Strange, my family once go to Pak, won't come back for months. Beg them to come back. May be people who are desperately searching for jobs.Pakistanis too scared to leave home, many want to flee country
Omer Farooq Khan, TNN 27 October 2009, 01:44am IST
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ISLAMABAD: Peshawar-based Mustafa Kamal has had enough: he has just got his12-year-old son freed from a band of criminals in the lawless tribal
Internally displaced people flee
Internally displaced people fleeing a military offensive in South Waziristan. (Reuters)
area of Khyber agency by paying a ransom. He has left a lucrative job with Pakistan's telecommunication department and now has the immigartion papers for Canada ready for his entire family.
``I'm lucky to have found my son alive. But I won't take any more risk. Life has become extremely dangerous it's not worth living here. Enough'senough,'' says Kamal.
For a country badly bloodied by a wave of suicide attacks (at least eight this month alone), the next tragedy appears to be collapse of governance. The Pakistani state is pitted against a wide array of militant groups across the country in a situation teetering on the brink of a civil war. And the chasm between the government and the people seems to be growing by the day.
The popular perception is that Pakistan is fighting the US war against terror. Many people in the lawless North West Frontier Province say Pakistan has been sold to the US piece by piece. Under coercion, they argue, Pakistan has started a war that has consumed its economy, national security, and has torn apart its social fabric.
``Our national integrity is at risk. I wish not to see the end of Pakistan in my lifetime. It is not yet too late for Pakistan to return from the precipice of national suicide. Pakistan must take a u-turn and preempt the civil war. Pakistan must say an emphatic no to the US,'' says Rabnawaz Khan, a former Pakistani diplomat, stressing that an internally torn Pakistan does not weaken but strengthens militants.
The civil unrest has spilled into many parts, giving rise to fear psychosis among citizens. So much so that when twin blasts rocked Islamabad's Islamic University on October 20, many did not believe that it was militants' handiwork. Instead, they blamed ``indistinct forces out to discredit Islam or weaken Pakistan''.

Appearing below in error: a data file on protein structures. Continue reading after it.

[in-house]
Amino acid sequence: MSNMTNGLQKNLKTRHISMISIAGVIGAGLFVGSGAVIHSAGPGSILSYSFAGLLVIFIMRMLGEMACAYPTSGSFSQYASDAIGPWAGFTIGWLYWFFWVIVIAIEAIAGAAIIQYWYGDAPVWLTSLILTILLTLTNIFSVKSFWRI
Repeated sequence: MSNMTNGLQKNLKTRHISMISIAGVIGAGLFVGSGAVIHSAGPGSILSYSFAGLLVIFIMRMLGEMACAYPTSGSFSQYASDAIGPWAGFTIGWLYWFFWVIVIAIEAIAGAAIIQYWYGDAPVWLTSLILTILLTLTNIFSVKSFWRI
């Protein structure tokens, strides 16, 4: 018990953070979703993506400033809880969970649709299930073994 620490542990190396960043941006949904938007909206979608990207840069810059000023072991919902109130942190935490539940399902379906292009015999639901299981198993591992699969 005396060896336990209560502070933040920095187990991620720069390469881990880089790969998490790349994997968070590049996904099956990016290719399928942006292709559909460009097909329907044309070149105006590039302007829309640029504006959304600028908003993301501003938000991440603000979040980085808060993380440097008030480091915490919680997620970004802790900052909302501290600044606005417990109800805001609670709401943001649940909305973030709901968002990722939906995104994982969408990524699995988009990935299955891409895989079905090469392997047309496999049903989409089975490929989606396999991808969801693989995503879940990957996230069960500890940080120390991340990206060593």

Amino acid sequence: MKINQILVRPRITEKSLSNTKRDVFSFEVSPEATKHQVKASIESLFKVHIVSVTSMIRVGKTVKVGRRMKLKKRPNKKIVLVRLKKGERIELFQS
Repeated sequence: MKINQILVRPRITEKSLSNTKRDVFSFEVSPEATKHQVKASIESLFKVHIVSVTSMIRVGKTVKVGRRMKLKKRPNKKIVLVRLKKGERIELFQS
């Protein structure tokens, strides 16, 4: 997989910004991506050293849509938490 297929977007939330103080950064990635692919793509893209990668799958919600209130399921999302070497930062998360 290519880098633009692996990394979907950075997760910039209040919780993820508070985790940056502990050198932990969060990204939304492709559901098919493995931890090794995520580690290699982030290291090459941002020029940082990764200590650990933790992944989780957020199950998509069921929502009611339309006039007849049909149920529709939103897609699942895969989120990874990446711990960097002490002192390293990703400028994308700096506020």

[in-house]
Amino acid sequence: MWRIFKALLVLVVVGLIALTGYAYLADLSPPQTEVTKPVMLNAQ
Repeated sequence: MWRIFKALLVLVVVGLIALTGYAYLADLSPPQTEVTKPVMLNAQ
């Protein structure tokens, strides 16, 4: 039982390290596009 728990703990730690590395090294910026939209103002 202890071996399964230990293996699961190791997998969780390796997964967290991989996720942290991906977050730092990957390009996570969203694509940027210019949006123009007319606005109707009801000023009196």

That attack led the authorities to take an unprecedented step of closing down all schools, colleges and other training institutions in the country. ``The law and order situation has only worsened since the military operations against the Taliban started. How can we believe that things will normalize by carrying out a big operation in Waziristan? I think the repercussions are going to be more blasts and suicide attacks,'' said Palwasha Zia, a third year student of Home Economics in Peshawar.
``People are very scared. Every time I go to market, I worry about blasts. We are being targeted and our life has become very difficult. We are hoping the situation will get better. What else can we do?'' says Shaheen Akhtar, a deputy provost of Peshawar University.
October has been the cruelest month. Militants have struck UN offices, police buildings, army headquarters in Rawalpindi and ambushed security forces. The government response has been on expected lines: it swiftly sent troops to battle the entrenched militants in trouble-torn South Waziristan and beefed up security in all major cities. Reportedly, there were at least 72 check posts at entry and exit points around sensitive installations in Islamabad before these attacks. Now, the check points have been increased up to 300 in the federal capital.
Has it helped? Margalla Road, the most expensive and posh area of Islamabad, has almost been turned into a fortress, with concrete barricades, security pickets and barbed wires installed in most of the places. The residents say driving inside the capital has become extremely difficult as they are checked several times a day during routine work. ``Establishing security pickets in residential areas and check points have not resolved the issue of law and order; rather the situation has further deteriorated,'' said a traffic police official in Islamabad's Blue area, wishing not to be named.